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Facebook exchange puts kink in jury trial A Facebook post that cast doubt on the impartiality of a / October 14, 2013

A Facebook post that cast doubt on the impartiality of a potential jury member forced a delay in a criminal trial set Thursday in Halifax County Circuit Court.

The social media commentary prompted Circuit Judge Joel Cunningham to order a new jury pool in the case, which has been continued to a later date.

The defendant is John Phillip Martin of Scottsburg, who was scheduled to be tried for attempted capital murder, carjacking, felony eluding, identity fraud and associated firearm cases. He was originally due in court on Wednesday, but his attorneys, who had just been hired weeks before, asked to continue the case so they could better prepare.

The judge agreed to push the jury trial back one day, to Thursday, Oct. 10.

Prior to jury selection Thursday morning, the court was made aware of a posting on Facebook that seemed to indicate that some of the potential jurors might not be impartial. According to Commonwealth’s Attorney Michael Freshour, the Facebook message, from an unidentified person, came in response to information that the trial was to start on Wednesday morning. The commentor expressed the hope that justice would be done, which itself did not raise questions of juror impartiality.

However, someone posted in response that he or she had spoken to some potential jurors and that the poster believed those individuals would make sure justice was done.

The judge determined that the message raised questions about the ability of the defendant to receive a fair trial insofar as some potential jurors may have made a decision about the outcome of the case before hearing any evidence. This appearance of impropriety resulted in the Court’s continuing the matter to a date in the future with another jury pool.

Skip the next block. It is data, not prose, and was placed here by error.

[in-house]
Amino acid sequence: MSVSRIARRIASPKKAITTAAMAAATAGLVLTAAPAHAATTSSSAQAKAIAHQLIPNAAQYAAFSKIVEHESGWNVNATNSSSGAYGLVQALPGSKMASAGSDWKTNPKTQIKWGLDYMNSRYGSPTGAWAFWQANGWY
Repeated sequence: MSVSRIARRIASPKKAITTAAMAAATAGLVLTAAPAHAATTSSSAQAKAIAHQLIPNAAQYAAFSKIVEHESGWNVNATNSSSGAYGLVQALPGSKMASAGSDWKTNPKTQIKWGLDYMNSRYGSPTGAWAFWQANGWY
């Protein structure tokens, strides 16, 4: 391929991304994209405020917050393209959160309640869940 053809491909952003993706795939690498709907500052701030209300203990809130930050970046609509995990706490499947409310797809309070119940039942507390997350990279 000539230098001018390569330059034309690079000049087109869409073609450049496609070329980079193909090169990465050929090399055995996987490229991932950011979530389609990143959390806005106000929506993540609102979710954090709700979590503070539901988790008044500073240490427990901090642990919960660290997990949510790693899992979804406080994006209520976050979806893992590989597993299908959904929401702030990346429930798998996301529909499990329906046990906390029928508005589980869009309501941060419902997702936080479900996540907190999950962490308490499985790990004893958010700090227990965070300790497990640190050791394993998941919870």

“I am very disappointed that this trial had to be continued, especially for this reason,” said Freshour in a statement. “However, it is important that each and every defendant is afforded a fair trial. Unfortunately, it has become increasingly common for social media to impose its presence in the courts resulting in mistrials and continuances in many jurisdictions in the Commonwealth.”

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Why doesn't "make sure justice is done" mean just that. Typical nonsense of having a problem just for the sake of having a problem. Nothing in that statement leads me to believe the jury is leading more towards acquittal than they are guilty.


If this had not come to light now and the accused was found guilty, his lawyers could call for a mistrial. It's far better to be sure all I's are dotted and all T's are crossed-a lesson Mike Freshour has, I believe, learned the hard way.

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